Date of Award


Document Type


Degree Name

Doctor of Philosophy (PhD)


Exegetical Theology

First Advisor

Paul R. Raabe

Scripture References in this Resource

Zephaniah 3:8-9; Zephaniah 2:1-3:13; Zephaniah 3:8-9; Zephaniah 1:2-6


When I started doctoral work, I had no intention of doing anything in the Latter Prophets. Perhaps it is my earlier accounting training, but wrestling with the details of the historical books and mining them for theological insights has always had my interest. The Latter Prophets involved the difficulties of understanding Hebrew poetry, searching for referents, and trying to make sense of a message that was delivered in a context to which I am barely connected. Unfortunately, one day I found myself without a dissertation topic (a previous topic idea proved to be unworkable). In the mercies of God, Dr. Paul Raabe, my Doktorvater, did not just send me to the library to start working on another topic. Rather he suggested a problem that he had noticed in Zephaniah scholarship: their handling of the juxtaposition of the complete destruction of the world in 3:8 and the conversion of the world in 3:9. He suggested that I look at this book and see what I could come up with.

I was grateful for his suggestion, especially since he did not suggest something in Isaiah. I found that Zephaniah is studied well enough that there was sufficient secondary literature off of which to bounce ideas. However, I discovered that, despite all these works, only a couple even seemed to notice the juxtaposition or deal with it. Further, those attempts fell well short of what I felt was an acceptable solution.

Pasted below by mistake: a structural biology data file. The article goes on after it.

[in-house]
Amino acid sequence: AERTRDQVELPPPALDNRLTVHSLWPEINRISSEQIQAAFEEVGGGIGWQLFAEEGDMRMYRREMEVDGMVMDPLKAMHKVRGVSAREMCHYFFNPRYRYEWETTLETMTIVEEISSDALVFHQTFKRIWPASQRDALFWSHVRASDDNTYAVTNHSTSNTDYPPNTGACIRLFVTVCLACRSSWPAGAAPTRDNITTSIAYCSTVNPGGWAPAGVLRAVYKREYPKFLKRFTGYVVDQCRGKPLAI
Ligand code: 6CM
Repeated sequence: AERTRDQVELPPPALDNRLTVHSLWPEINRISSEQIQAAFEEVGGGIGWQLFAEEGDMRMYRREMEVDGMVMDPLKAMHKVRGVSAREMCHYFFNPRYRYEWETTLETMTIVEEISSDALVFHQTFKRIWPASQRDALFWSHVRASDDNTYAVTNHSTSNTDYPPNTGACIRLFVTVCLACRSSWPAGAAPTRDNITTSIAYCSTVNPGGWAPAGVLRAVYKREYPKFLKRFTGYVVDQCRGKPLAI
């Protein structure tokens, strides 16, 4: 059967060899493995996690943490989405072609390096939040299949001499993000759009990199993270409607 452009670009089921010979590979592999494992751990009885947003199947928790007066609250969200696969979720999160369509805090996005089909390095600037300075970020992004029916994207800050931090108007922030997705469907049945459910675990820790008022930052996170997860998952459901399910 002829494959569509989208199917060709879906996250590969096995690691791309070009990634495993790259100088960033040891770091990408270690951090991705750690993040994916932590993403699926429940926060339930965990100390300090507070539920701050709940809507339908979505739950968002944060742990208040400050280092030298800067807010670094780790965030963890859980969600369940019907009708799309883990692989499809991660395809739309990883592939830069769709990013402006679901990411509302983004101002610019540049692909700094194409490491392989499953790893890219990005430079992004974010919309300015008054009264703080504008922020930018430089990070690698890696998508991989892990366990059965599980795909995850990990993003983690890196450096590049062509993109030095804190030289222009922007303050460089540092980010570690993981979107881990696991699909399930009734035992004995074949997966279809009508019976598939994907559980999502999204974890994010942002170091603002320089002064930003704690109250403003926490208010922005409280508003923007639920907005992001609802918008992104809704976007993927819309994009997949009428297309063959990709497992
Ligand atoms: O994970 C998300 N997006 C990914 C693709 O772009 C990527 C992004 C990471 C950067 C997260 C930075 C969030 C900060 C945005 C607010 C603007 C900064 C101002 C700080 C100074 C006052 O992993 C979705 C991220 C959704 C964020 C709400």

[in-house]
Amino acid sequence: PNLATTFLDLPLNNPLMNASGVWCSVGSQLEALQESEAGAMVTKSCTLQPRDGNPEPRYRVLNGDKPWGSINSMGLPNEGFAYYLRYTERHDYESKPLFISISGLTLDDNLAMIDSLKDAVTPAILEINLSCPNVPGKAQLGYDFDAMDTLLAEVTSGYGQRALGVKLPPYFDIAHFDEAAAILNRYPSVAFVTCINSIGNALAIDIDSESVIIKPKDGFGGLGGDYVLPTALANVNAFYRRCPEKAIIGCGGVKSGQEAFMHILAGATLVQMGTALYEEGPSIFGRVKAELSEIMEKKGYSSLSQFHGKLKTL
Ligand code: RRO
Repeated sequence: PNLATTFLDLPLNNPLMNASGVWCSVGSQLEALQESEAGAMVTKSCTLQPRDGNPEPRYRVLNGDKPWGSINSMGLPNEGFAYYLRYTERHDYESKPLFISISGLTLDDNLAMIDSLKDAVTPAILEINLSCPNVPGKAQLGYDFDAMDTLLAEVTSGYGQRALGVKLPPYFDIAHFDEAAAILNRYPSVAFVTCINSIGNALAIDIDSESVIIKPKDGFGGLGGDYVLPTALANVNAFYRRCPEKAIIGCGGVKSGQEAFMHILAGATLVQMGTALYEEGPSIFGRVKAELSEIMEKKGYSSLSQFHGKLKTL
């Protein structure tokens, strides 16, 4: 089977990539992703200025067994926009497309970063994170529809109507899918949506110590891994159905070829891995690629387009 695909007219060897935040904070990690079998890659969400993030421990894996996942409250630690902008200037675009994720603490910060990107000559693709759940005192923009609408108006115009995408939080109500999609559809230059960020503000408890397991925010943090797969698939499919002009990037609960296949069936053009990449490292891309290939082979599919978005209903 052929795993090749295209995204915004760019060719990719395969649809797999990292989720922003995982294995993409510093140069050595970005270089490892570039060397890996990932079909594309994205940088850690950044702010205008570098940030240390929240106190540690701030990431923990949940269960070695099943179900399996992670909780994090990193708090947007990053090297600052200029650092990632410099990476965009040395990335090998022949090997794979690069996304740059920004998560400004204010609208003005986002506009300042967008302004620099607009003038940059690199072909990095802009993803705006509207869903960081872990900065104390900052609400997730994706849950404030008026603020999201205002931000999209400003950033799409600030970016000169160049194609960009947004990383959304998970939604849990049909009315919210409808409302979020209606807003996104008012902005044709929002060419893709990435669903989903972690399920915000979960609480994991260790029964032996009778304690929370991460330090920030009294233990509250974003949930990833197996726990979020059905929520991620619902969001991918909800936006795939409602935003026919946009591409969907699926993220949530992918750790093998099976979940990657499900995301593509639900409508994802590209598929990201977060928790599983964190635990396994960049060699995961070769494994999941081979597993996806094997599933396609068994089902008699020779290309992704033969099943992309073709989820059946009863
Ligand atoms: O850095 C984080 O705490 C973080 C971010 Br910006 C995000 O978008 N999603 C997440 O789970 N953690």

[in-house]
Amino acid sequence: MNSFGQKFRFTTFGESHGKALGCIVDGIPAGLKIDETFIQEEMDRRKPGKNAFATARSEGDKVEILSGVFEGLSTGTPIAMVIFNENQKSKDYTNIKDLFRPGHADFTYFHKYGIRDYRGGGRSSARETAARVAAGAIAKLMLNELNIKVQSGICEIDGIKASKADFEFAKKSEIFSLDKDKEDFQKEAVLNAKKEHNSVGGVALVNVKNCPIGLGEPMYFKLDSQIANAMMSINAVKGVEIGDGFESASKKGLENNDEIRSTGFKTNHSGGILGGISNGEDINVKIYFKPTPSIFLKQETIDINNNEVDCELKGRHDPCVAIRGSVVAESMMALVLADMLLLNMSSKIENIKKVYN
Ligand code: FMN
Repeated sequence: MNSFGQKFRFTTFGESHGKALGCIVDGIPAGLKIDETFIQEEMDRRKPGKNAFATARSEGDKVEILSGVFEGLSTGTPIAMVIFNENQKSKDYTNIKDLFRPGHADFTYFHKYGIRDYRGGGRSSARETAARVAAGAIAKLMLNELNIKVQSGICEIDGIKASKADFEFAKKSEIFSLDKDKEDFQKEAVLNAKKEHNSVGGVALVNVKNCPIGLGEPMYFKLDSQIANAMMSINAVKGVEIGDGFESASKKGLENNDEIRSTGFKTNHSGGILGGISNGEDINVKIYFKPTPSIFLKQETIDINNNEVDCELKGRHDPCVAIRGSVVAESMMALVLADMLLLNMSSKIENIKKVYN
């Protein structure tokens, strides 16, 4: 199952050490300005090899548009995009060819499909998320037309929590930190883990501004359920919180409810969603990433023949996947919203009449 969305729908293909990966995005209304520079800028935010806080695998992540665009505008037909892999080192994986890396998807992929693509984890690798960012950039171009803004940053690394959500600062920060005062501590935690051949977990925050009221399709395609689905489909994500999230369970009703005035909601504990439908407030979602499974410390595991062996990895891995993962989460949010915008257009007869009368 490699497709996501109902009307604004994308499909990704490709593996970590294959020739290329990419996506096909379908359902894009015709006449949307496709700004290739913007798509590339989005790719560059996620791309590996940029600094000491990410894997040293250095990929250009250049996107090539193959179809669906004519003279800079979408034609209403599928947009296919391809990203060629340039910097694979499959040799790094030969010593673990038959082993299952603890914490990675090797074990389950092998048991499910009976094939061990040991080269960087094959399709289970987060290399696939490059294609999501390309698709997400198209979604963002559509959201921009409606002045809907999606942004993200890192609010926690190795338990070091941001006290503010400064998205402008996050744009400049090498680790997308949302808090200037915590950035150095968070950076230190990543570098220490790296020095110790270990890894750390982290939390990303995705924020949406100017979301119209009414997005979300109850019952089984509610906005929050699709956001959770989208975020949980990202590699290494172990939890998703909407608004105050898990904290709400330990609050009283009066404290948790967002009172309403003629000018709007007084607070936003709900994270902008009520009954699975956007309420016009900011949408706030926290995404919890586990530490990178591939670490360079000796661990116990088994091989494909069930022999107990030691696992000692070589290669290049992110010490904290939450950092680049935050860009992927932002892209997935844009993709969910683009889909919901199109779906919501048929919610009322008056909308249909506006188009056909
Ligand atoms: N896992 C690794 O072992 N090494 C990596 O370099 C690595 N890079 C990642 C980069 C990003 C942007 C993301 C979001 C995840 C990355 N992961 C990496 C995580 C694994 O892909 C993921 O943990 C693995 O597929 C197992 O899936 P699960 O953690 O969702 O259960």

Part of being a student of Dr. Raabe means that you will pay extremely close attention to the lexical and grammatical details of the text. I examined every word of 2:1-3:13 and asked myself if there was meaning in each grammatical construction. I took no one's word, but ran down everything that I could until I was satisfied. I hope that even if those who read my thesis do not accept my conclusion, at least my attention to detail will make it defensible.

Trying to solve the problem is in itself a contribution to scholarship. What has made the project even more interesting and fulfilling was following Dr. Raabe's suggestion to see what speech-act theory might contribute. When I started working with it, I thought that maybe it would help confirm what I would discover through detailed exegesis. When I began to apply it in chapter 6, however, I was elated to discover how much it contributed to the interpretation itself. It seems to me that one of the contributions of this dissertation is the demonstration that simply asking about illocutionary and perlocutionary forces can be a real asset in interpreting biblical texts.

Zephaniah has been my constant companion for the last two years. I am grateful for his message of constancy in the face of opposing forces and pray that I can rise to the level of one of his ideal hearers.

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Creative Commons Attribution-Noncommercial-No Derivative Works 4.0 License
This work is licensed under a Creative Commons Attribution-Noncommercial-No Derivative Works 4.0 License.